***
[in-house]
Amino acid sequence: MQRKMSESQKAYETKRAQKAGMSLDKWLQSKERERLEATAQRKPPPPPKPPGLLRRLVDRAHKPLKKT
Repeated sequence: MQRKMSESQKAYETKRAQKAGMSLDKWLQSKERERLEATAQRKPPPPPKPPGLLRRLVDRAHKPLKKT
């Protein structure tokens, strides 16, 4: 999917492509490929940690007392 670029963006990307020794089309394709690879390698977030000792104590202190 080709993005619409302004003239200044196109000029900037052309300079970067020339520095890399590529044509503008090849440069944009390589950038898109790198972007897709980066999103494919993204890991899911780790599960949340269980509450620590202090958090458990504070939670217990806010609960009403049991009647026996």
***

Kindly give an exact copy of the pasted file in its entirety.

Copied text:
[in-house]
Amino acid sequence: MQRKMSESQKAYETKRAQKAGMSLDKWLQSKERERLEATAQRKPPPPPKPPGLLRRLVDRAHKPLKKT
Repeated sequence: MQRKMSESQKAYETKRAQKAGMSLDKWLQSKERERLEATAQRKPPPPPKPPGLLRRLVDRAHKPLKKT
């Protein structure tokens, strides 16, 4: 999917492509490929940690007392 670029963006990307020794089309394709690879390698977030000792104590202190 080709993005619409302004003239200044196109000029900037052309300079970067020339520095890399590529044509503008090849440069944009390589950038898109790198972007897709980066999103494919993204890991899911780790599960949340269980509450620590202090958090458990504070939670217990806010609960009403049991009647026996």